Raise Employee Engagement and Maximize Retention
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Raising Employee Engagement To Maximize Employee Retention

Posted on November 7, 2023 by Andrew J. Nelson

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International executive team having board meeting discussing project results.
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In Increasing Tenant Satisfaction – and ROI – Through Superior Service Delivery”, I explained that “the key to keeping buildings leased is to make sure tenants are happy.” The reason is intuitive and now has been proven quantitatively: Satisfied tenants are more likely to renew their leases. They are also more likely to recommend the building to their colleagues and thus attract new tenants through word of mouth.

A similar principle is true for attracting and retaining employees. One might say that the key to staying fully staffed is ensuring that employees are engaged. Studies show that employees are more likely to stay with companies where they feel valued and are satisfied with their work environment. A Glassdoor study found that turnover rates are half as high in companies with high employee satisfaction ratings than in companies with low employee satisfaction ratings. In addition, these firms can more easily attract desired candidates. 

Further, workplace analyses conducted by Gallup demonstrate that “engaged employees produce better business outcomes than other employees do,” and this trend holds across different industries, company sizes, and nations across the globe. Paramount among these business outcomes, engaged workers tend to be more productive and generate greater sales — and have lower rates of absenteeism. That means they not only show up more but also produce more while at work. Engaged workers also have significantly lower turnover rates, reducing recruitment and training costs — and enabling firms to hold onto valued employees. It all adds up to greater profits.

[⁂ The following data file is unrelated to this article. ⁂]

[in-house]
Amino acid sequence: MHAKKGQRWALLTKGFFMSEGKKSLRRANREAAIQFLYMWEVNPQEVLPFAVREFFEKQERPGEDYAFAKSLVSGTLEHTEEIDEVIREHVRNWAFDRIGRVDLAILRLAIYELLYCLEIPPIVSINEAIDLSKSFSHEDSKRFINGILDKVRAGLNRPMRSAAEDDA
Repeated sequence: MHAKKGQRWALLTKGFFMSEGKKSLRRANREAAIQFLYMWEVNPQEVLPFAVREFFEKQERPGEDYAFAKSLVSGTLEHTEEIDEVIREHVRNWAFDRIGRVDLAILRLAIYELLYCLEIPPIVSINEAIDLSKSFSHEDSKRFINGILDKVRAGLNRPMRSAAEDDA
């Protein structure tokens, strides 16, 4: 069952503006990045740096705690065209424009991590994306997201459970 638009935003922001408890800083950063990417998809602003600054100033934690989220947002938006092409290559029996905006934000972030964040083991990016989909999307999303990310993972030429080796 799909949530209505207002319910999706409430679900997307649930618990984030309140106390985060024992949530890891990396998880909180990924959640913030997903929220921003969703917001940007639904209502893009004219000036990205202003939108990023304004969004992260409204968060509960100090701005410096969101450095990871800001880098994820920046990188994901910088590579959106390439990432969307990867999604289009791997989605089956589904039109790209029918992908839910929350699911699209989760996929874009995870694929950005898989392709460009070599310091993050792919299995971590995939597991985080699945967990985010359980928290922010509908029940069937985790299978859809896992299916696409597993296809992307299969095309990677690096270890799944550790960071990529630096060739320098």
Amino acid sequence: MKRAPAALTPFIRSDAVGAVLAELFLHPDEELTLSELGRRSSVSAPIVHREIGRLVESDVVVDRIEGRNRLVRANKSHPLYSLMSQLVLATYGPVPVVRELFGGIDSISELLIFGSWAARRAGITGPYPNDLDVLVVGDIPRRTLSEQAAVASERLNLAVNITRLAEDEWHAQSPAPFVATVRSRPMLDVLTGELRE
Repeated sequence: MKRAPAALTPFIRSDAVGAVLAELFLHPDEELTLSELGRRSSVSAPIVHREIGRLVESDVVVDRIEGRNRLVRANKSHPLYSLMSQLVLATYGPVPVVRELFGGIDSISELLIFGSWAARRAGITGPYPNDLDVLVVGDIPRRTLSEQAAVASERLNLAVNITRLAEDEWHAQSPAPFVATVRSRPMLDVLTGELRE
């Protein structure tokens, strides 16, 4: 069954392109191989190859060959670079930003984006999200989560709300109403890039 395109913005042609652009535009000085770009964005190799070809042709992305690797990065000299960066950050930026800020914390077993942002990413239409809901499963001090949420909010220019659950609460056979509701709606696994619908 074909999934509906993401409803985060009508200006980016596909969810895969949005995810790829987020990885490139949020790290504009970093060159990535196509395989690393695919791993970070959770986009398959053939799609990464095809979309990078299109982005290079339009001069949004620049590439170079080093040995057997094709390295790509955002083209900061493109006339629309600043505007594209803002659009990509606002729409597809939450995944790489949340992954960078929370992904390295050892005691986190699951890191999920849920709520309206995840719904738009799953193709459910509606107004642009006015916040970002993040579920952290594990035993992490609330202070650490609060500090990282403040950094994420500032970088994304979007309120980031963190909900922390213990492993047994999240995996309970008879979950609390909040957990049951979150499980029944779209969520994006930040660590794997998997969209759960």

In summary, firms with happier, more engaged workers find it easier to retain their workers while boosting their productivity.

The Connection Between Work Satisfaction and Productivity

Why might happier workers be more productive? Employees who are satisfied with their work and workplace typically work harder. They are more motivated to do their job well. They are also generally more engaged, which means they often are more creative and innovative, finding new approaches to attracting customers, completing projects, or reducing costs. Finally, their lower turnover rates translate into greater on-the-job experience.

What’s the key to increasing employee satisfaction? It’s never just one thing, of course. Still, worker happiness generally depends on the firm’s corporate culture: fostering a positive work environment, promoting a reasonable work-life balance, offering competitive salaries and benefits, and recognizing and rewarding good work.

Improving Building Quality Also Can Raise Productivity

There are other essential steps that firms can take as well. One increasingly critical factor — improving workplace quality — is the same way building owners can improve leasing and tenant retention.  For firms, this means selecting the best-quality space within their budget, demonstrating to employees the company cares about their health and safety. That includes improving the indoor air quality with premium air filtration systems generally found in the newest buildings. Access to abundant natural light and improving ergonomics are also important.

As tenants move to more sustainable buildings, many studies have demonstrated that workers in green buildings are more productive, which also correlates with greater employee retention. Additionally, studies have found that workers in green buildings are more creative and miss fewer work days than workers in conventional buildings.